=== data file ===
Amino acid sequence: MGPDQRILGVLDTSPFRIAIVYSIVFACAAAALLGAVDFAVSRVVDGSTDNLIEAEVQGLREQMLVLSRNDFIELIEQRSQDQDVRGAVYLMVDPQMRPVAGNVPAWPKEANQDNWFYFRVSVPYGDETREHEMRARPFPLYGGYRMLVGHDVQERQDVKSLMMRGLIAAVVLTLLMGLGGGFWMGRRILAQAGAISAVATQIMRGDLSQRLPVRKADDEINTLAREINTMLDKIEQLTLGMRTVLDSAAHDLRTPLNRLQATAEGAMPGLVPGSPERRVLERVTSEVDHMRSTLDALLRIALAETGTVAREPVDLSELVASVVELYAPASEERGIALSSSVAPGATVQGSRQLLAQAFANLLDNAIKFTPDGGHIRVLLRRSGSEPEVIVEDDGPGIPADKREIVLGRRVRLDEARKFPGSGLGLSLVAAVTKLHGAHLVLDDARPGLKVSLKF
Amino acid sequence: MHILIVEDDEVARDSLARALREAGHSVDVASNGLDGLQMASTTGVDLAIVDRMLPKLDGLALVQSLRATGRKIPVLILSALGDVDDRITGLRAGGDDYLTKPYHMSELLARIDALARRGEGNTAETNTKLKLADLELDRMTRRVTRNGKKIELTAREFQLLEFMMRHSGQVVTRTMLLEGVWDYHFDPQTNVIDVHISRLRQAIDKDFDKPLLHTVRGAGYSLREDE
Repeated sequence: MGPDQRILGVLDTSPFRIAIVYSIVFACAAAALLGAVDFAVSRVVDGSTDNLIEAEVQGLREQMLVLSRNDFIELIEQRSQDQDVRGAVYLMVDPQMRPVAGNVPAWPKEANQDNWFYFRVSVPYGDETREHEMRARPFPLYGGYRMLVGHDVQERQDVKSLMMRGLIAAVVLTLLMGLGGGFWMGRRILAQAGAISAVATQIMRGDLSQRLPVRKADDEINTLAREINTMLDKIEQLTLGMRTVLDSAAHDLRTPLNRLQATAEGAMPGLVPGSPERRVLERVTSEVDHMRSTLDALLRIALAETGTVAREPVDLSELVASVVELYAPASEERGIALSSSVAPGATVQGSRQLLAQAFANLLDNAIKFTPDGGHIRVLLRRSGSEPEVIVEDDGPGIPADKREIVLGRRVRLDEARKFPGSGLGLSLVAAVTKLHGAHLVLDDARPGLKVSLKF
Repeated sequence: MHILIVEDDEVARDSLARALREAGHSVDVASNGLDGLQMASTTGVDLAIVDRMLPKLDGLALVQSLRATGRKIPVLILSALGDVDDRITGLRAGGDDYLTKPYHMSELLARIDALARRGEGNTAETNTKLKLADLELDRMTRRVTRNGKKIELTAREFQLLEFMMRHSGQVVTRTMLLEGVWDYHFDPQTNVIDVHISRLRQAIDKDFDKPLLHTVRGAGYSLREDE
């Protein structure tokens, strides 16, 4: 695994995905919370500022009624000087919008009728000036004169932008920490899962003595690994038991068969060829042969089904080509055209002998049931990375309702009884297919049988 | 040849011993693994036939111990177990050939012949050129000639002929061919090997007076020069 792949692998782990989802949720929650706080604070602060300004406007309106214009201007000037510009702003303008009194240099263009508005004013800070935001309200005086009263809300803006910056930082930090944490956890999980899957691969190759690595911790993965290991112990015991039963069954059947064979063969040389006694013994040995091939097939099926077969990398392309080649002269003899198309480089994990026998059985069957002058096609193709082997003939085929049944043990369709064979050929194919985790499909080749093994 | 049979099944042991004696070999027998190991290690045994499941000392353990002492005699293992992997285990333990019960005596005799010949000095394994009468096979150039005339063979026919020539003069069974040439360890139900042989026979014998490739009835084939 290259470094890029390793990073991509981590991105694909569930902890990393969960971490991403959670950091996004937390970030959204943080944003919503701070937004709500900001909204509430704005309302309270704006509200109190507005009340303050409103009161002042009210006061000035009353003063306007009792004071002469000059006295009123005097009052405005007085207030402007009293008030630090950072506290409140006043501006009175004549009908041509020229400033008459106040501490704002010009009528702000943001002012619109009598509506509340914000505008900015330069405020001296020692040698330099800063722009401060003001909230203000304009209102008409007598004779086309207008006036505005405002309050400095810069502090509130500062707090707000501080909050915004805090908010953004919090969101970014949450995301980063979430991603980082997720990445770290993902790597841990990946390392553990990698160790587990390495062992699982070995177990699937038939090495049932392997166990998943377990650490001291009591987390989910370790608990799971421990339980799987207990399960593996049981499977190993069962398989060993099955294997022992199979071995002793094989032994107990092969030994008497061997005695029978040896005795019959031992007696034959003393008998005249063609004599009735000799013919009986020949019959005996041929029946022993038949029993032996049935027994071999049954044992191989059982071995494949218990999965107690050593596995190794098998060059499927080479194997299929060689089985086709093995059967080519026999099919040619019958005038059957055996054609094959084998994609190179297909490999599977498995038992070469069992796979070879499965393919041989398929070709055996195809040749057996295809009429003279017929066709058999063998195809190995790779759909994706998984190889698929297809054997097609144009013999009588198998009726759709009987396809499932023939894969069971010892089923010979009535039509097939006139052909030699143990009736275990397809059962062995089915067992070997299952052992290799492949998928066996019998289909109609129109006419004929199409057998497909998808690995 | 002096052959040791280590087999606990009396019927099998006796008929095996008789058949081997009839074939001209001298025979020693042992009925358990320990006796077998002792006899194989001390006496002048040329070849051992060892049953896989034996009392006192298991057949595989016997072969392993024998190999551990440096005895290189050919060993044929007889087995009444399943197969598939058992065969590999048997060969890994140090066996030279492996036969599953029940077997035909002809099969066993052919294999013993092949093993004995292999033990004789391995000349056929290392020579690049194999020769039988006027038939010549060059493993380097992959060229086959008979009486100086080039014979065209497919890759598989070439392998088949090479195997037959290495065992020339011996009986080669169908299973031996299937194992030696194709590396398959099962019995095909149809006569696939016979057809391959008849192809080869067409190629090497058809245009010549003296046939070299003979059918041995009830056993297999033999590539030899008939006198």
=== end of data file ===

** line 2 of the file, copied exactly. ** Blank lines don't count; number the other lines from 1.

Amino acid sequence: MHILIVEDDEVARDSLARALREAGHSVDVASNGLDGLQMASTTGVDLAIVDRMLPKLDGLALVQSLRATGRKIPVLILSALGDVDDRITGLRAGGDDYLTKPYHMSELLARIDALARRGEGNTAETNTKLKLADLELDRMTRRVTRNGKKIELTAREFQLLEFMMRHSGQVVTRTMLLEGVWDYHFDPQTNVIDVHISRLRQAIDKDFDKPLLHTVRGAGYSLREDE